Help transplanting & propagating an extremely fertile Monstera plant


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We have a Monstera that was real slow to grow, but has since been popping off. Each leaf is bigger than the last and we have essentially ended up with a tree. We LOVE this plant, but I am struggling with how to keep up with the potting as the plant is growing sideways. We want to propagate it, but all of the leaves spawn off of one main stem and the air roots that are there, are coming out the other side of the main stem. We would have have to the apart the main stem, that all leaves are connected to, to get a leaf and air root to propagate. Does anyone have any ideas on how to redirect plant growth or how to propagate without using air roots?

Thank you!

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When you re-pot it, plant the root ball at an angle so the stem will be more erect and then use one or more heavy stakes to try to train the plant to grow at least somewhat upright.
Unless you really need a second plant I would hold off on propagation until your Monstera is even larger. Taking a cutting (or air-layering) will require sacrificing a growing tip and since you only have one, why not let it get really BIG!
 
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Or skip the repotting and just stake it up. The stem is pretty flexible and can take whatever bending you need to do. If you feel you must have more, as long as a leaf is connected to a piece of stem it will grow into another plant. You could conceivably make 5 or 6 plants from what you have. The stem sections don't need to have roots already growing to make new plants. This all works better in greenhouse-like conditions of very bright light, high humidity and moist soil.
 
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Hi. I have sort of trained a similar monstera to grow upwards more than it naturally would by using a stake and plant Velcro. When I re-pot, I tilt it upwards also. Start with light pressure, you can increase pressure as you go. You can also keep your pot from flipping by placing in in a heavy container. I disguise what I have done with a bit of dried green sheet moss. Lol.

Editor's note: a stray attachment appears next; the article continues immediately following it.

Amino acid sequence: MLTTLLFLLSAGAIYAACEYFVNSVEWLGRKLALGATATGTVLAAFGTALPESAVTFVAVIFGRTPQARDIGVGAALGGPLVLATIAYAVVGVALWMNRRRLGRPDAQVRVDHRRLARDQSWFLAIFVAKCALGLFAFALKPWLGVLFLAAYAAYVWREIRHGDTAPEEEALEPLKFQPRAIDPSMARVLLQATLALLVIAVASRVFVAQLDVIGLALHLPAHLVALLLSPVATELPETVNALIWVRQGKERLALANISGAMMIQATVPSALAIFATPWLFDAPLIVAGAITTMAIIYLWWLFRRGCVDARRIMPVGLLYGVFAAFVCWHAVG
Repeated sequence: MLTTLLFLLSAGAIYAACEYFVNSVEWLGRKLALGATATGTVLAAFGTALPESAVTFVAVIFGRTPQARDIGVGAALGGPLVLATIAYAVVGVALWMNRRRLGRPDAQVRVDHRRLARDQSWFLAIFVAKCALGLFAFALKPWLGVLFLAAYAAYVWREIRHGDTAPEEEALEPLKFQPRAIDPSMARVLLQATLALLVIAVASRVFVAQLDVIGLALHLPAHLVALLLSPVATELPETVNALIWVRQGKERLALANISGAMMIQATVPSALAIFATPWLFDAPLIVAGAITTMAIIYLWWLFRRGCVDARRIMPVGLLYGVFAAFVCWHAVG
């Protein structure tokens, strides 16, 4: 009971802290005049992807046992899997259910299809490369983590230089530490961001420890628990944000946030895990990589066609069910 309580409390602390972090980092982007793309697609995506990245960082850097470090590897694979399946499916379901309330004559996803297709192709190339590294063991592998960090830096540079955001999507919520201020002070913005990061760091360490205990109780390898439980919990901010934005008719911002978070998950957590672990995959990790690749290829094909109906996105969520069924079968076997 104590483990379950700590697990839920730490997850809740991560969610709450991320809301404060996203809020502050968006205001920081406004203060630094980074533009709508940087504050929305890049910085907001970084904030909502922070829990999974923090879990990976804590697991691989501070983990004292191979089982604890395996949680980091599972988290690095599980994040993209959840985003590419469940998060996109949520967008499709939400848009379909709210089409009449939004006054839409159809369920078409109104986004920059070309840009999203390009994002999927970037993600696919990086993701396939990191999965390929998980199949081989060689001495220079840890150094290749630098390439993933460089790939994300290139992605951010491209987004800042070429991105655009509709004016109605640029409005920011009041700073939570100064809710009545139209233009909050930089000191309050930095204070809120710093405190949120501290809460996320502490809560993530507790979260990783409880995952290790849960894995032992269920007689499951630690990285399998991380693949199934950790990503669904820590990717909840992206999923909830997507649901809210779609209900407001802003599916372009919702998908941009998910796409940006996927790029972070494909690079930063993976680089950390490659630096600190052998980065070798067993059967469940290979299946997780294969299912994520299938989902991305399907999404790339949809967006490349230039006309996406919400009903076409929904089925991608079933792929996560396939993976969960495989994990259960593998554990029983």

These monstera are somewhat difficult to propagate. The close internodal spacing can make finding a spot to get a clean cut tricky. Then they are still infamous for being difficult to root. It absolutely can be done. I do it often. Just be diligent checking the health of the stem. And have plans for what to do if you find something you didn't want to find.
Also, you may or may not know you have a large form deliciosa. You may be seeing the small form if you are seeing similar plants climbing quickly and easily straight up a moss pole or other surface. While we can train our large forms to do something more like that, inevitably they are going to have a large footprint. Propagating it will possibly result in a footprint twice as large.
Your plant is gorgeous. Well done. I noticed my home depot is selling the large form and small form lately. The tags do not state the difference. But, look for words like "borsigiana" or "climbing" if you want to pick up one that climbs. But, be ready, those grow even faster. And despite being called a small form, they still can grow quite large.
 

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My neighbour has a heap of these giant plants growing in their front yard. A few of them have subsequently grown towards and over onto our property.

I’ve cut one of them at where it begins growing over our property. Wanted to see if there is a possibility of propagating it, if so how difficult would it be?

I’m very new to gardening, and have only propagated small indoor plants, nothing like this monster!
 

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Yes they stems can be rooted in water or potting soil. Keep in bright indirect light. Change the water regularly if in water. Water regularly if in soil. If you have enough stems, try both methods to see which you prefer. Small stem tips, older stems, even leafless green stems can all potentially root. keep only one or two leaves on a cutting . If the leaves are immense, part of a leaf will do.
 
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Yes they stems can be rooted in water or potting soil. Keep in bright indirect light. Change the water regularly if in water. Water regularly if in soil. If you have enough stems, try both methods to see which you prefer. Small stem tips, older stems, even leafless green stems can all potentially root. keep only one or two leaves on a cutting . If the leaves are immense, part of a leaf will do.
Thanks Marck again for your advice! there’s quite a few stems out there so will try both.

So is the idea that the roots will come out of the nodes? When I cut off the excess leaves at the bottom and they are submerged in soil/water, will roots potential come out of them? Or are leaf nodes different to root nodes?
 
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Stake it. These are climbers in its native environment. Stalking it will help it train to grow up and not all over. I have 4 stakes in mine. It is over 3 feet tall and 4 feet wide. Stakes help contain it to 2 feet wide. Once you have more steams you can use a natural string and tie parts together with stakes to control it better. If you decide to cut to propagate. Make sure there is a nod, an airiel root may be growing from one.
These plants do get wild and big and why I love it so much. Planterina has great videos on how to manage this plant on you tube if you want to check them out.
 

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